Squeezing is necessary to regulate the pressure - it evens out the pressure changes that would otherwise occur when you take a breath. You certainly shouldn't squeeze the bag down to, say, half-full and then huff and puff to try to refill it - that makes it difficult to hold a steady tone, to say nothing of being an exhausting technique. So as far as that goes your explanation seems sound.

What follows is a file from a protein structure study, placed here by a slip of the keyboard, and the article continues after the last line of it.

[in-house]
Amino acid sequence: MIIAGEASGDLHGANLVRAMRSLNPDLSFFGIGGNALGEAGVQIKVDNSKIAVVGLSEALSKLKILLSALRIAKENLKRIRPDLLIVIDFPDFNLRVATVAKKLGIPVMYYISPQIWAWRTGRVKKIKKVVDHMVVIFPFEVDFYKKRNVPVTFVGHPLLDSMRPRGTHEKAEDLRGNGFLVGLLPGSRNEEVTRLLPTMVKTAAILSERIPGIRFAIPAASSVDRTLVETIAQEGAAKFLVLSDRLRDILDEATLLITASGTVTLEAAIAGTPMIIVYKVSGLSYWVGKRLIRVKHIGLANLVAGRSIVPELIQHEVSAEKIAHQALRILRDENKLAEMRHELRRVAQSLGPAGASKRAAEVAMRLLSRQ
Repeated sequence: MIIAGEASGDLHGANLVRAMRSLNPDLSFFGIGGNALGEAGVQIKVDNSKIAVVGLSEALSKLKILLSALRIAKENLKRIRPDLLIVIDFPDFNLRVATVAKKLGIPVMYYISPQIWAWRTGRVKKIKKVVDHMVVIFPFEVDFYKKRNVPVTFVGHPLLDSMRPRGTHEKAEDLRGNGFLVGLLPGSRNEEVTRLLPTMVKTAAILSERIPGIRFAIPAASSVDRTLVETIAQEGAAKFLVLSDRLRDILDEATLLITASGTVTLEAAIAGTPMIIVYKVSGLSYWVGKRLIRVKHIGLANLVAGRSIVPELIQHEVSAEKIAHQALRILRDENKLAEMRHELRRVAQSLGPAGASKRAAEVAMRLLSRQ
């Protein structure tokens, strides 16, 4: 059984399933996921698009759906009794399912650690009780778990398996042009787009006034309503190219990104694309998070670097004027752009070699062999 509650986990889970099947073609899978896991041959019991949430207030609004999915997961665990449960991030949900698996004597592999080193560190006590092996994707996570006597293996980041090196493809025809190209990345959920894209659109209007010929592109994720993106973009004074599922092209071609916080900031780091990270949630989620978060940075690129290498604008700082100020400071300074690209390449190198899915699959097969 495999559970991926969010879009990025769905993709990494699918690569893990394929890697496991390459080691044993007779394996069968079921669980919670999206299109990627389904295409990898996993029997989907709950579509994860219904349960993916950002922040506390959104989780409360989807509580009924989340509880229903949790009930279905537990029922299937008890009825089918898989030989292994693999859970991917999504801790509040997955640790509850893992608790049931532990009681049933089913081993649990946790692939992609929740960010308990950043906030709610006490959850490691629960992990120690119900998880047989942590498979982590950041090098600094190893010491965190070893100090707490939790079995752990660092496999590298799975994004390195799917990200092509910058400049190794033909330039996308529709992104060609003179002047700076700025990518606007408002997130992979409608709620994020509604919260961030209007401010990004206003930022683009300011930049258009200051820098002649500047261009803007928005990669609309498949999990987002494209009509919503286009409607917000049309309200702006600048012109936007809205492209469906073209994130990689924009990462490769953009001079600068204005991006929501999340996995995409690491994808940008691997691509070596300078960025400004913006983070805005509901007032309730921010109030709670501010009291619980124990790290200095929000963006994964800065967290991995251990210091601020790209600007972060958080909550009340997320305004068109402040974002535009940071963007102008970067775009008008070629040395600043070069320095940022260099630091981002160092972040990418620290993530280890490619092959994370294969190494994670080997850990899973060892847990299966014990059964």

But it's necessary to squeeze the bag pretty much constantly to keep the pressure regulated, so I don't particularly like your comment that 'squeezing makes bagpipes harder to blow.' However I suspect that what you're intending is to avoid the common mistake of filling up the bag and then squeezing a significant amount of air out of the bag before refilling it. The bag should never get less than about 80-90% full while you're playing, until you're ready to cut off when you need to empty the bag to prevent trailing drones and chanter. Again, the squeezing is for pressure regulation, not to replace blowing completely for long periods of time. One of the other common mistakes is to let up on the arm pressure just before or after you inhale to take a new breath - this will invariably cause a big dip in your air pressure and your tone. That's exactly when it's most necessary to keep your arm squeezing to keep the pressure constant.